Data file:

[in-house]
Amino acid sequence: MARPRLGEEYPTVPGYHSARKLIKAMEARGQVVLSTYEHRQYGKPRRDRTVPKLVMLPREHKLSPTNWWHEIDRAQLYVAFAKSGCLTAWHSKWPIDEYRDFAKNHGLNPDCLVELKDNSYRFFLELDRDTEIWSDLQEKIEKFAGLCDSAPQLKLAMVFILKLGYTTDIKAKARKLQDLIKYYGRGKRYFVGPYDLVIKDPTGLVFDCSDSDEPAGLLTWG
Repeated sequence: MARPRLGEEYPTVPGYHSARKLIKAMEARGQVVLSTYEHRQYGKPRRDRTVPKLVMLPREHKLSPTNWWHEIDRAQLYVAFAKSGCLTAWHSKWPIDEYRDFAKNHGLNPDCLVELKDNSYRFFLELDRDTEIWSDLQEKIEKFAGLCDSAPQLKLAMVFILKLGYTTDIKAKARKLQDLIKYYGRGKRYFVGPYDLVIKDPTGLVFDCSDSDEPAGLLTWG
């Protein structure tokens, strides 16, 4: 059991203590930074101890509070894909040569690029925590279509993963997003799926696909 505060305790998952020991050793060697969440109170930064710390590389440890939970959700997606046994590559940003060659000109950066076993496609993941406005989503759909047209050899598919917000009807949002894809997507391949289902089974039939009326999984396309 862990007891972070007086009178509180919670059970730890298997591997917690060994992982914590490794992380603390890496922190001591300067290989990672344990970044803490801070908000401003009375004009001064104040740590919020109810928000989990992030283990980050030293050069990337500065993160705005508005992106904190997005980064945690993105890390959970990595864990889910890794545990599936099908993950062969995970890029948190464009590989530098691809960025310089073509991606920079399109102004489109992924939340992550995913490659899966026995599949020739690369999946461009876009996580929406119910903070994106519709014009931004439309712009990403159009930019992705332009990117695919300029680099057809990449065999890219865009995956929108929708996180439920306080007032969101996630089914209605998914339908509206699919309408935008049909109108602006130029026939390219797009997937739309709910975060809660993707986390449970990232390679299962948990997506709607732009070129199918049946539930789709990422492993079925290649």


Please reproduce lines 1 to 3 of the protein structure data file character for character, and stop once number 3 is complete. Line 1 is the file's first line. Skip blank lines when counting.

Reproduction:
[in-house]
Amino acid sequence: MARPRLGEEYPTVPGYHSARKLIKAMEARGQVVLSTYEHRQYGKPRRDRTVPKLVMLPREHKLSPTNWWHEIDRAQLYVAFAKSGCLTAWHSKWPIDEYRDFAKNHGLNPDCLVELKDNSYRFFLELDRDTEIWSDLQEKIEKFAGLCDSAPQLKLAMVFILKLGYTTDIKAKARKLQDLIKYYGRGKRYFVGPYDLVIKDPTGLVFDCSDSDEPAGLLTWG
Repeated sequence: MARPRLGEEYPTVPGYHSARKLIKAMEARGQVVLSTYEHRQYGKPRRDRTVPKLVMLPREHKLSPTNWWHEIDRAQLYVAFAKSGCLTAWHSKWPIDEYRDFAKNHGLNPDCLVELKDNSYRFFLELDRDTEIWSDLQEKIEKFAGLCDSAPQLKLAMVFILKLGYTTDIKAKARKLQDLIKYYGRGKRYFVGPYDLVIKDPTGLVFDCSDSDEPAGLLTWG